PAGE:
UN body 'alarmed' by US killings of Afghan children
Friday, 08 February 2013
KABUL: A UN committee has expressed "alarm" over reports that hundreds of children have been killed by US military forces in Afghanistan in the past five years.
The Geneva-based Committee on the Rights of the Child (CRC) said the deaths were "due notably to reported lack of precautionary measures and indiscriminate use of force".
The report, received by AFP on Friday, also expressed concern that troops responsible for the killing of children had not always been held accountable and that family grievances had not been redressed.
The CRC's comments came after a five-yearly review of US compliance with an international treaty on the involvement of children in armed conflict.
It said it was "alarmed at reports of the death of hundreds of children as a result of attacks and air strikes by the US military forces in Afghanistan over the reporting period".
"The committee expresses grave concern that in fact the number of casualties of children doubled from 2010 to 2011."
There was no immediate reaction from the United States. State Department spokeswoman Victoria Nuland told reporters on Thursday that she had not seen the report, but would look into it.
A UN report in April last year said 110 children were killed and 68 wounded in airstrikes conducted by US-led NATO and Afghan National Security Forces in 2011.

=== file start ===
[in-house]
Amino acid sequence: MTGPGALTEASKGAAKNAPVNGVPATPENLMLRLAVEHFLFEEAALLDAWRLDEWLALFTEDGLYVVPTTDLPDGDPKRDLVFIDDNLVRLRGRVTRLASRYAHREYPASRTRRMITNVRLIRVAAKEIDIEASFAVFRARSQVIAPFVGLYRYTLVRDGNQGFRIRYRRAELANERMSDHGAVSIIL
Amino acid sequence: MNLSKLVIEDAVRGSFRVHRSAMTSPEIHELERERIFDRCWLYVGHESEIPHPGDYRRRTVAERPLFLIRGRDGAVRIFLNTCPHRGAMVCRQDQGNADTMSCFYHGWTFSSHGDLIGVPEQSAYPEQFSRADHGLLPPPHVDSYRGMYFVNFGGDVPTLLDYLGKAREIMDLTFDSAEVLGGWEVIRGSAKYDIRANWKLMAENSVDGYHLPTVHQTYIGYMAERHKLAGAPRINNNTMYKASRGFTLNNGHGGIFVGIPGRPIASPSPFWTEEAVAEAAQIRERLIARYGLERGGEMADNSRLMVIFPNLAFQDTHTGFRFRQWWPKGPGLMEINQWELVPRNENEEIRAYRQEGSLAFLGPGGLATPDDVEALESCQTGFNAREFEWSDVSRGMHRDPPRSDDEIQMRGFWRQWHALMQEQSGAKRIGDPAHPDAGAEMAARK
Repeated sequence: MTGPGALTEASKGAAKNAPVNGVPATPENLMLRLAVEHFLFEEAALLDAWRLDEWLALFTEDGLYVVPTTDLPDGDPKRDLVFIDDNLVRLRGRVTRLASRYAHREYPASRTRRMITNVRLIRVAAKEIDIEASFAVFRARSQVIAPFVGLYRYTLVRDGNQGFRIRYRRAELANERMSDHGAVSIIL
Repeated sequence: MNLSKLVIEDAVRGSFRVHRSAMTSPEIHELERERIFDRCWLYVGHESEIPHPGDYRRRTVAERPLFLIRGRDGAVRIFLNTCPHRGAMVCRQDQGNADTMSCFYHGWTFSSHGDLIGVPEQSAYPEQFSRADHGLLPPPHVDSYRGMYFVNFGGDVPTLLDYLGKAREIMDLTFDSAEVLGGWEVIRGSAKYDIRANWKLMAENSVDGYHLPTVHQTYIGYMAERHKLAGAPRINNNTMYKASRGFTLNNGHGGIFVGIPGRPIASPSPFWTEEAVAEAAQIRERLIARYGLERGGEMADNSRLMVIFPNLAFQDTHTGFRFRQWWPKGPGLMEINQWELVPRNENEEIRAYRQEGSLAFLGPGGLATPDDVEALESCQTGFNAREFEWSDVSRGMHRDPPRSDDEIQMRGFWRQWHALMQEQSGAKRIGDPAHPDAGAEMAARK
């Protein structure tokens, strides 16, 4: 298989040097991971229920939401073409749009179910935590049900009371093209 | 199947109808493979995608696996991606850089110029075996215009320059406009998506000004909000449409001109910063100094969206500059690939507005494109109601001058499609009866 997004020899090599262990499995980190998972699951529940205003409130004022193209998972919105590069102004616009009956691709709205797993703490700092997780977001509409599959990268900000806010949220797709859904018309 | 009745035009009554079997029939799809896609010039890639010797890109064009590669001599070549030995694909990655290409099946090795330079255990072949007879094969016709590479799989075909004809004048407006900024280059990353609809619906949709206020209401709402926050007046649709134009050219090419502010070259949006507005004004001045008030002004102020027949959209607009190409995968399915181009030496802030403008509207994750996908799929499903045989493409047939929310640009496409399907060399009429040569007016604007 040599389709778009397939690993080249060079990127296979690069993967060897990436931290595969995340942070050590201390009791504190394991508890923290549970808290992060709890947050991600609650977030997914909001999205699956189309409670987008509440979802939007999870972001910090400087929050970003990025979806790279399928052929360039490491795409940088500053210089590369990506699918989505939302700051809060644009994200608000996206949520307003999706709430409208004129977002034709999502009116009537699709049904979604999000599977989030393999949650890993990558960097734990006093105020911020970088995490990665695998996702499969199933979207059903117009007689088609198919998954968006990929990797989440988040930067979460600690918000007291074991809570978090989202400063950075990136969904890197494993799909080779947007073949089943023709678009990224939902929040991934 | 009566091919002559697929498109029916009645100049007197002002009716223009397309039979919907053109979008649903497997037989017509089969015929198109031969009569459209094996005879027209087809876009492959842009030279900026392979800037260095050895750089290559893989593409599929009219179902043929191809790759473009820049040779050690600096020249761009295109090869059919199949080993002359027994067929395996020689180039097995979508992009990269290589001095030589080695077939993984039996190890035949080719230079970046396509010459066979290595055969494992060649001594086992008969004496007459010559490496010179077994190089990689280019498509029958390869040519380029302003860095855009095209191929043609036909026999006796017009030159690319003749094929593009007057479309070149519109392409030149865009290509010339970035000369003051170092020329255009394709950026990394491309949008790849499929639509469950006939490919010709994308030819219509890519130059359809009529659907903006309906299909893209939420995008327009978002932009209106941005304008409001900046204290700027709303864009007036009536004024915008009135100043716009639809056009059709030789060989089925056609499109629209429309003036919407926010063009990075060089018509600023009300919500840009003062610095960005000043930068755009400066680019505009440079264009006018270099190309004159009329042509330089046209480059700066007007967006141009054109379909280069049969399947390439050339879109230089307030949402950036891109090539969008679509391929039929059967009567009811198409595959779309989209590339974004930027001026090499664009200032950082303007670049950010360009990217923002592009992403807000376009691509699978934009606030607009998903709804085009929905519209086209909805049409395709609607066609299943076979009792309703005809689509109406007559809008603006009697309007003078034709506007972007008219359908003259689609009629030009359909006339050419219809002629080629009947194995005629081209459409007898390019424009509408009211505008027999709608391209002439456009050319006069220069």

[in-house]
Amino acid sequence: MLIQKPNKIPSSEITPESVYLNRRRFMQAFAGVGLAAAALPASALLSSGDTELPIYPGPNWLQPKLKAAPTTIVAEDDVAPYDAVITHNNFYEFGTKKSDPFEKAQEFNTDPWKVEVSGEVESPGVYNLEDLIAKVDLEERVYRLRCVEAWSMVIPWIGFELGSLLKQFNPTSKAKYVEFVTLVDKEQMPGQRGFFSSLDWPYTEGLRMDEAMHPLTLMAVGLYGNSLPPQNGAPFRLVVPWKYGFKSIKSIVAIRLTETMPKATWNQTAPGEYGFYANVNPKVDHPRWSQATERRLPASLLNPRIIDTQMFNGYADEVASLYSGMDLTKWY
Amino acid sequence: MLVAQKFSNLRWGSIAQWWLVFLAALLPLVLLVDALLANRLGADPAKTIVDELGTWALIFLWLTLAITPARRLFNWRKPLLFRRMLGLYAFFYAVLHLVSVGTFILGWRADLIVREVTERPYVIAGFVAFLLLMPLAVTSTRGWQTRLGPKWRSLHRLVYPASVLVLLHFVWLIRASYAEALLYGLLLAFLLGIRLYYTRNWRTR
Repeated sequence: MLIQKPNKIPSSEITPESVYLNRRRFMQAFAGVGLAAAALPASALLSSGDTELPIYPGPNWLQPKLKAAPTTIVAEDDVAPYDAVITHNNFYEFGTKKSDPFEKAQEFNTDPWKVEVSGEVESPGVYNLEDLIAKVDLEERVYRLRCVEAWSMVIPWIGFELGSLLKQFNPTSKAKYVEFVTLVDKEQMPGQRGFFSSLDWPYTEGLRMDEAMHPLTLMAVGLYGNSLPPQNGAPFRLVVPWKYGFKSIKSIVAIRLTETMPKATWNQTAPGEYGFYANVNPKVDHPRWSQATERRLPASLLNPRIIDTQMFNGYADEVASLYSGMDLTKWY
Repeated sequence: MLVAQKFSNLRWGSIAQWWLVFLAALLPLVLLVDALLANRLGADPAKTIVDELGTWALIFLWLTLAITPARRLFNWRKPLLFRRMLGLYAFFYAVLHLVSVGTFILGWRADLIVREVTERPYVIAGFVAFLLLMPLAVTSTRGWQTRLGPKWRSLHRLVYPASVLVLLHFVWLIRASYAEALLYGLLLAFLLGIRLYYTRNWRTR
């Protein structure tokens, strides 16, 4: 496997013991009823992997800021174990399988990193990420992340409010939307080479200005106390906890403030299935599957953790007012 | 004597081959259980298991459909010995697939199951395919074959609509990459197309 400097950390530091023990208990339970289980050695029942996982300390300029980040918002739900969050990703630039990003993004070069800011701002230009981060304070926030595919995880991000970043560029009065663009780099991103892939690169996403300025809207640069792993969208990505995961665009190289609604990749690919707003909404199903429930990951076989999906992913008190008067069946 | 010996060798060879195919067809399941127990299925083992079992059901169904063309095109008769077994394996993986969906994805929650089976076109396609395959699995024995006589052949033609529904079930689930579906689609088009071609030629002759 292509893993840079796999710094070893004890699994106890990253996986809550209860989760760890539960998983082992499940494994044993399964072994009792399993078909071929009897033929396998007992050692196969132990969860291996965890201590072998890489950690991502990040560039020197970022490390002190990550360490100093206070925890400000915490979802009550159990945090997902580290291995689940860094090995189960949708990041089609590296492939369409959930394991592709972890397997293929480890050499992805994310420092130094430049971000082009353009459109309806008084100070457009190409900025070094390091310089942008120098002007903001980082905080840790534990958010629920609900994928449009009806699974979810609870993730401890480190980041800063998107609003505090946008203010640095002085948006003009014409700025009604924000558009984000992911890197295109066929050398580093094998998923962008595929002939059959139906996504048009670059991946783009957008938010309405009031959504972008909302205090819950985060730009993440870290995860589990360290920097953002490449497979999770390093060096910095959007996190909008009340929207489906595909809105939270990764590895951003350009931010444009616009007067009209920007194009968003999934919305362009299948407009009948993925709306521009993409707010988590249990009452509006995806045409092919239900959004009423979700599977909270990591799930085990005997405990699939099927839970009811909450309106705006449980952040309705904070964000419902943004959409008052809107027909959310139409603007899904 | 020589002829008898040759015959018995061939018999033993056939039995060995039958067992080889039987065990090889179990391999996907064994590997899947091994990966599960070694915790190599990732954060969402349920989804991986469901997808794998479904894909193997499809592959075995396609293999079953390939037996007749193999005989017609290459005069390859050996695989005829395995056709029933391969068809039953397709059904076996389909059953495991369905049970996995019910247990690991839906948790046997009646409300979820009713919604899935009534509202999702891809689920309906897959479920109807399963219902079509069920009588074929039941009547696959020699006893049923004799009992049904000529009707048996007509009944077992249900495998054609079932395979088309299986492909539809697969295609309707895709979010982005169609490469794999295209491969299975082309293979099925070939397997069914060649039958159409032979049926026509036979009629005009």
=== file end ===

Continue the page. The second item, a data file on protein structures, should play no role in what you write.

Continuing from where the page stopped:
The CRC report gave no precise statistics.
"The US can and should do more to protect children affected by armed conflict," said Jo Becker, children's rights advocacy director at Human Rights Watch, a watchdog based in New York.
She called on the US to heed the committee's recommendations, which include taking "concrete and firm precautionary measures and prevent indiscriminate use of force" to ensure that no more civilians and children are killed.
UN figures show that the vast majority of civilian casualties in the Afghan war are caused by Taliban insurgents, mainly through roadside bombs and suicide attacks.
But those caused by NATO forces have long been a cause of friction with the government of President Hamid Karzai. (AFP)